I think you should be able to come up with a number of engineers that need the more expensive suite and just reserve that number of seats for them. Then when they use any version, they always have it. Anyone else will get whatever is left of the rest.
Thanks for the advice Travis, but I don't think I'll pass it on.
If there are 2 "cheap" licenses, 2 "expensive" licenses, 4 users who all start work at the same time, and they all need something from the "expensive" license during the day, then there's no way that "dynamic licensing" can work. I think that was the answer I was looking for unless you think otherwise?
Reserving the higher value licenses for a special group of users is a bit pointless because that's a chunk of the available license pool that is unavailable to anyone other than those users. If one or more of the elite users goes away for a time, that's a valuable resource just doing nothing.
If you think that upgrading to 2014 is the solution, think again. Try 2xPDSS and 2xPDSP. 4 users, all in different offices. All 4 users want to use AutoCAD Electrical and Inventor at some point during the day. This is a reasonable scenario? But it just doesn't work does it. There is no way you could possibly describe this as "dynamic" licensing.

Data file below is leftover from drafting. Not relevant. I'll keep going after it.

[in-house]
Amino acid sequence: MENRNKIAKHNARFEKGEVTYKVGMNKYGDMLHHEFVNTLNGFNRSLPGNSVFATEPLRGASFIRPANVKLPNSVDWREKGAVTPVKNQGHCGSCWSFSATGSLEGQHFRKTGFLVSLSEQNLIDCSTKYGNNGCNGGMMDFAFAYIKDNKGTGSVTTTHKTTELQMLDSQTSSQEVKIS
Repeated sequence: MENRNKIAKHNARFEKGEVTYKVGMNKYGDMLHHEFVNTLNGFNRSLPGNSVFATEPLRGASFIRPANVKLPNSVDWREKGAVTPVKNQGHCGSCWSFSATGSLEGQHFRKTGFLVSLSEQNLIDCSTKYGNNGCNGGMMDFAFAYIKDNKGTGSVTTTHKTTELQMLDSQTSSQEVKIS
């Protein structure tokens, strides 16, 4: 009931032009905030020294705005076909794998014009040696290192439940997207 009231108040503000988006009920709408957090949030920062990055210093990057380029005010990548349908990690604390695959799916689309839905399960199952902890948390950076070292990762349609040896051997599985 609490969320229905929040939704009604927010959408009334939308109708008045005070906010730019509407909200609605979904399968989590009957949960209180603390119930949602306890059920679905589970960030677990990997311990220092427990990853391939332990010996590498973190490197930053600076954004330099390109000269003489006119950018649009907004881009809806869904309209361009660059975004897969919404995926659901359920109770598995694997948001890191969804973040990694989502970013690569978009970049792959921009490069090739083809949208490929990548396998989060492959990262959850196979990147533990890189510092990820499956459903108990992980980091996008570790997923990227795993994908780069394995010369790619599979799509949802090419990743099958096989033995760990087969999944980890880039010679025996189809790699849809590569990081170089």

No. I think the conclusion here is that "dynamic licensing" is a misleading description at best. You get the cheapest license available at the time you log in, and you have no way of knowing which license you have taken. And that's it.
Thanks again for your help though. I'm feeling somewhat disappointed and not looking forward to explaining it all on site. At least I have a much better understanding of how it works.
Some of the properties of the client's license are shown in the Help icon menu > About command > Product Information dialog. Additional details can also be accessed by performing a status enquiry using lmtools on the network license server. I hope this information will make it a little easier to determine which users are consuming the higher-level licenses.